The Chancel Windows

St. Paul & St. Charles Borromeo

Photograph by Bill Blanchard

"This set of six windows was donated by Reverend Joseph H. Meehan" is inscribed beneath the scroll naming the saints.


Paul is shown holding a sword, a reminder of his death by beheading in Rome. "Indeed, the word of God is living and effective, sharper than any two-edged sword, penetrating even between soul and spirit, joints and marrow, and able to discern reflections and thoughts of the heart" (Hebrews 4:12).


Charles Borromeo is pictured in the robes of a cardinal, a rank to which he was raised by his uncle, Pope Pius IV, in 1559, at the age of 22, while still a layman.


Paul, whose Jewish name was Saul, was born in Tarsus in Asia Minor of a Hellenistic-Jewish family probably between A.D. 1 and 5. Paul described himself as a Pharisee (Phillippians 3:5). He persecuted the early Christian community but, on his way to Damascus, he experienced what he described as a revelation of the risen Jesus (Galatians 1:15-16). Paul interpreted this experience as a call to preach Christ to the Gentiles. After spending three years in the area of Damascus (35-38), he embarked on his first missionary journey through Syria and Asia Minor (38-48). The center for his second missionary journey (49-52) was Corinth in Greece. The center for the third third missionary journey (53-57) was Ephesus in Asia Minor. In 57, he returned to Jerusalem, where he was imprisoned for two years. In 59, exercising his prerogative as a Roman citizen to appeal his case to Caesar, he was sent to Rome (59-60), where he was held under house arrest for approximately two years. Sometime between 62 and 67, he was executed in Rome. Of the thirteen Epistles attributed to Paul in the New Testament, acholars agree that seven were written by Paul.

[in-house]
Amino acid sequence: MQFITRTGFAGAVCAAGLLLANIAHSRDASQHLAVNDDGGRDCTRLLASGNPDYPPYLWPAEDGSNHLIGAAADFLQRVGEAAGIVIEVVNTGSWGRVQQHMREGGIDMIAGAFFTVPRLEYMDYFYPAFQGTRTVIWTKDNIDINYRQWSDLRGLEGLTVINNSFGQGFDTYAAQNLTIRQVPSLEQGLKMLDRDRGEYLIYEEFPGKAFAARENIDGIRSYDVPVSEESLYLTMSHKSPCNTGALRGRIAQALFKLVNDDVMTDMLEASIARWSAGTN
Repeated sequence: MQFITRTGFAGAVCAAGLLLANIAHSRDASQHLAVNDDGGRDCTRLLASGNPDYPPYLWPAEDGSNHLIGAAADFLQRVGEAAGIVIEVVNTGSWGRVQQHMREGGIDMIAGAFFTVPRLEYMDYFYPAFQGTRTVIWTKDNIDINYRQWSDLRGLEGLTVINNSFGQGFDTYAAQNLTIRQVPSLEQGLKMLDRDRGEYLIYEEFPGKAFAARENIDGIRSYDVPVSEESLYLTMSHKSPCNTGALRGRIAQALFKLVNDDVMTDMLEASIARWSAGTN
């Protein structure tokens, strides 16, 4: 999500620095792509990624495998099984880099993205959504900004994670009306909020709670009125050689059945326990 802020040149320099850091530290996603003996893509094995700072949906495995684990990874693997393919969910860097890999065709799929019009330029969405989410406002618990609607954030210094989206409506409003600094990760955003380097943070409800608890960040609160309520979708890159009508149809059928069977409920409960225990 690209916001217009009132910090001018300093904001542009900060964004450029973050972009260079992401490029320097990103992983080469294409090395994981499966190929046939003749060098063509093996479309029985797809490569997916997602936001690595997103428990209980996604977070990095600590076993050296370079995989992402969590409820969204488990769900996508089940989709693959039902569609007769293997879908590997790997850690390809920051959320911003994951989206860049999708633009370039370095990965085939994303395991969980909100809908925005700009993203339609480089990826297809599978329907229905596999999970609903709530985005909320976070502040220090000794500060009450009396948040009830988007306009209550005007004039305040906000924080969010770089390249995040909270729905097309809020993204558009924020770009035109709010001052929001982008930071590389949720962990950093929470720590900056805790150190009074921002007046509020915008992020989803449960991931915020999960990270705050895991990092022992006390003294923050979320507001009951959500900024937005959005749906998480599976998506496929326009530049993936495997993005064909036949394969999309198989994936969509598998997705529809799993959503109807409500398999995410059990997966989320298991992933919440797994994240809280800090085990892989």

His feast days are January 29 (Conversion) and June 29 (Peter and Paul). He is the patron of lay persons and of missionaries. Charles Borromeo was born to an aristocratic family in Arona on Lake Maggiore in 1538. His mother was a member of the aristocratic and wealthy Florentine Medici family. Named cardinal by his uncle, Pope Pius IV (1559-1565), at age 22, he was also appointed Archbishop of Milan, although he had not been ordained. During the papacy of his uncle, he served in the Roman Curia. During the final session of the Council of Trent, he made significant contributions. In 1563, Charles was ordained priest and shortly after consecrated bishop. After his uncle died, he returned to Milan where he undertook the pastoral care of the diocese. He was a voice of reform and implemented the directives of the Council of Trent, opening seminaries, challenging clergy to live more moral lives, establishing a confraternity of Christian doctrine for children and, often with his own funds, and attending to the poor and the sick, particularly during the plague in 1576. He died in 1584 and was canonized in 1610.


His feast day is November 4. He is the patron of learning and the arts.